More recently, in In re Continental Airlines, Inc., plaintiffs brought suit against Continental for negligence resulting from an aircraft accident. Larry Kellner, Continental’s Chief Executive Officer and Chairman of the Board of Directors, gave a statement and answered questions at a press conference following the accident. On December 22, 2008, Kellner sent a letter to the passengers expressing his concern for the accident. When the defendants refused to permit the deposition of Kellner, they moved to compel his deposition. Kellner responded with a motion for protective order and filed an affidavit indicating he has no knowledge.
The plaintiffs moved to compel Kellner’s deposition, arguing that he has unique or superior knowledge of discoverable information as shown by the following: (1) Kellner immediately briefed media members on details of the crash; (2) Kellner stated, on numerous occasions, he would learn the cause of the crash to prevent future crashes; (3) Kellner sent personal letters to Flight 1404 passengers after the crash; (4) Kellner interviewed the deadheading pilots aboard Flight 1404 and personally awarded commendation plaques to crew and flight members; and (5) Kellner, who serves on the Board of Directors for Air Transport Association of America (“ATA”), an airline industry organization dedicated to ensuring the safety of airline passengers, has superior knowledge as to Continental’s implementation of ATA’s policies.
The Court in Continental granted the protective order, finding Plaintiffs in negligence suit arising from airline accident failed to show that (aside from the airline’s chief executive officer’s (CEO) public statements), he had any unique or superior knowledge of discoverable information, as required to support motion to compel his deposition. The court found that the CEO stated that information he gave at press conference was provided to him by other airline employees, that he did not discuss with “deadheading” pilots what occurred before, during, and after accident, and that he had not received information about cause of accident in executive briefs.
Similarly, in Smithfield Bus. Park, LLC v. SLR Intern. Corp., 5:12-CV-282-F, 2014 WL 547078, at *2 (E.D.N.C. 2014), the court found that SLR has failed to overcome its burden of demonstrating that corporate officer Lichter’s knowledge is special or unique and that the discovery he would provide through a deposition cannot be obtained from some other more convenient source. Instead, SLR provides undetailed assertions in its briefing that Lichter has special knowledge of the facts of this case and refers to an ownership role Lichter has in Plaintiff and Third–Party Defendant. Such assertions are insufficient to overcome the burden imposed by the apex doctrine.
Many courts also focus on forcing the movant to exhaust all less-intrusive (alternative means) of protection before allowing the depositions of such high-ranking officials. For example,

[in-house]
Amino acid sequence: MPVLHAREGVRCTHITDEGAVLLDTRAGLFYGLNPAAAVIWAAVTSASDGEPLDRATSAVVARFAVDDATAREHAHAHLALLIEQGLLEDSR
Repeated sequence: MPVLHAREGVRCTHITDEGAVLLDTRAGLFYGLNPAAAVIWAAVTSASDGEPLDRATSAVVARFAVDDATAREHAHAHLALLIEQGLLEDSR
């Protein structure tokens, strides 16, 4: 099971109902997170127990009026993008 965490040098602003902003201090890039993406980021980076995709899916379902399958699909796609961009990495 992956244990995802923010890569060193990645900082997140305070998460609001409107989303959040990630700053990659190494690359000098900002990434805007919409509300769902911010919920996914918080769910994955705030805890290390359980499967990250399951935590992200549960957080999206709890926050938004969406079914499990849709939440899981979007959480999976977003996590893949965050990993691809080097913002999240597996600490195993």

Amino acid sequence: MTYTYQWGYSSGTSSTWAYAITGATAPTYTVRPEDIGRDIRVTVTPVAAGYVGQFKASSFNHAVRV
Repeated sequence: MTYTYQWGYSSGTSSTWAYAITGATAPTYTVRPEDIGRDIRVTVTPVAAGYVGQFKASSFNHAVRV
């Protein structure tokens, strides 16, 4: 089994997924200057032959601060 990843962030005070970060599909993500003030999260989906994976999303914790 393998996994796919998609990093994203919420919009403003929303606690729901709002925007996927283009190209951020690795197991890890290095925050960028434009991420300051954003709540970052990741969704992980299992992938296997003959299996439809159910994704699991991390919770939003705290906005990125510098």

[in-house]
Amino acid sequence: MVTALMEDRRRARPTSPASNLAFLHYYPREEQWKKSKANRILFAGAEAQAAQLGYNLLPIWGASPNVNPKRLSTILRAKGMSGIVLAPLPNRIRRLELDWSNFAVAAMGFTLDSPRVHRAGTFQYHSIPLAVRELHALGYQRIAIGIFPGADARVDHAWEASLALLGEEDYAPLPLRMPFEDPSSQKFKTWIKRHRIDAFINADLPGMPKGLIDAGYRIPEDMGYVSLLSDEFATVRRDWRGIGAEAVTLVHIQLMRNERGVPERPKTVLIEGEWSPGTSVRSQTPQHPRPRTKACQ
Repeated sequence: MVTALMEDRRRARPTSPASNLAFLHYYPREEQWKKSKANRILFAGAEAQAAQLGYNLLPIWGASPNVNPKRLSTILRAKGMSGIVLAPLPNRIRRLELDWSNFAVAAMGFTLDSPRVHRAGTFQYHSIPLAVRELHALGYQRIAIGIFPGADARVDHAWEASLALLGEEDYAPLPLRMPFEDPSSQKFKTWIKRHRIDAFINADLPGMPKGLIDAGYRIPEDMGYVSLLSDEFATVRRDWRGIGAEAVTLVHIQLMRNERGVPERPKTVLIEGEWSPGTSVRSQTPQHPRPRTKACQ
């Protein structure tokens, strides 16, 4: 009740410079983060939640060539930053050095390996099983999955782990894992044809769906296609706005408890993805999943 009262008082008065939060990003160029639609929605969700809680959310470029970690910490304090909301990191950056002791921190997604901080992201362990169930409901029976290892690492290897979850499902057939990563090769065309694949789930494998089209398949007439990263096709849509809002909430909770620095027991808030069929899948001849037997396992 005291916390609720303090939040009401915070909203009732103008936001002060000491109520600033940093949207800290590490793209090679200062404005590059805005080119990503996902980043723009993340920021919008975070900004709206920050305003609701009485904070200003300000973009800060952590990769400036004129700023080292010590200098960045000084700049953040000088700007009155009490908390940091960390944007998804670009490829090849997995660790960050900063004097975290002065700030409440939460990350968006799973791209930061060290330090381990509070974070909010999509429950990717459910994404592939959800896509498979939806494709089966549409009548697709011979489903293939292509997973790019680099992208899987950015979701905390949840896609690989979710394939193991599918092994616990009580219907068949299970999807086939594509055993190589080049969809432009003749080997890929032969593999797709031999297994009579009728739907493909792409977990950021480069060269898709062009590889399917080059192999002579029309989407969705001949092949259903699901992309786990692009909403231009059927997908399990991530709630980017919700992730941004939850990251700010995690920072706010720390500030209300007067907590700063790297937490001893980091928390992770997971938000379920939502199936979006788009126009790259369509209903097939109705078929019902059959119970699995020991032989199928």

Courts have generally restricted parties from deposing high-ranking officials because (by virtue of their position) they “are vulnerable to numerous, repetitive, harassing, and abusive depositions, and therefore need some measure of protection from the courts.” In re Bridgestone/Firestone, Inc. Tires Products Liab. Litig., 205 F.R.D. 535, 536 (S.D.Ind.2002); see also Celebrity v. Ultra Clean Holding, Inc., No. C 05–4374 MMC (JL), 2007 WL 205067, at *3 (N.D.Cal. Jan.25, 2007) (“Virtually every court that has addressed deposition notices directed at an official at the highest level or ‘apex’ of corporate management has observed that such discovery creates a tremendous potential for abuse and harassment.”). Although no per se rule prohibits depositions of top corporate executives, “courts frequently restrict efforts to depose senior executives where the party seeking the deposition can obtain the same information through a less intrusive means, or where the party has not established that the executive has some unique knowledge pertinent to the issues in the case.” Simon v. Pronational Ins. Co., No. 07–60757, 2007 WL 60757, at *1 (S.D.Fla. Dec. 13, 2007) (Seltzer, M.J.) (quoting Cardenas v. The Prudential Ins. Co. of Am., Nos. Civ.99–1421(JRT/FLN), Civ.99–1422(JRT/FLN), Civ.99–1736(JRT/FLN), 2003 WL 21293757, at *1 (D.Minn. May 16, 2003)); see, e.g., Thomas v. Int’l Business Machines, 48 F.3d 478, 483–84 (10th Cir.1995) (upholding protective order prohibiting deposition of senior executive where lower level employees were available for deposition and where senior executive lacked personal knowledge of case); Salter v. Upjohn, 593 F.2d 649 (5th Cir.1979) (upholding district court’s issuance of protective order vacating notice of deposition of corporate defendant’s president; order did not completely prohibit deposition but merely required the plaintiff to first depose other employees); Bicek v. C & S Wholesale Grocers, Inc., No. 2:13–cv–0411–MCE–KJN, 2013 WL 5425345, at *4 (E.D.Cal. Sept.27, 2013) (“[P]arties seeking to depose a high ranking corporate officer must first establish that the executive (1) has unique, non-repetitive, firsthand knowledge of the facts at issue in the case, and (2) that other less intrusive means of discovery, such as interrogatories and depositions of other employees, have been exhausted without success.”) (quoting Groupion, LLC v. Groupon, Inc., No. 11–0870–MEJ, 2012 WL 359699, at *2 (N.D.Cal. Feb.2, 2012)); Degenhart, M.D. v. Arthur State Bank, No. CV411–041, 2011 WL 3651312, at *1 (S.D.Ga. Aug.8, 2011) (“A protective order precluding the deposition of a high-ranking executive officer will be granted where the officer possesses no unique knowledge regarding the underlying facts of the action and files a declaration stating his or her lack of knowledge.”) (internal quotations marks and citations omitted); Carnival Corp. v. Rolls–Royce PLC, No. 08–23318–CIV, 2010 WL 1644959, at *3 (S.D.Fla. Apr.22, 2010) (O’Sullivan, M.J.) (“An officer at the apex of the corporation can only be deposed if he or she has unique knowledge or the subject matter requested in deposition was pursued unsatisfactory through less intrusive means.”) (quoting McMahon v. Presidential Airways, Inc., No. 6:05–cv–1002–Orl–28JGG, 2006 WL 5359797, at *2 (M.D.Fla. Jan.18, 2006)).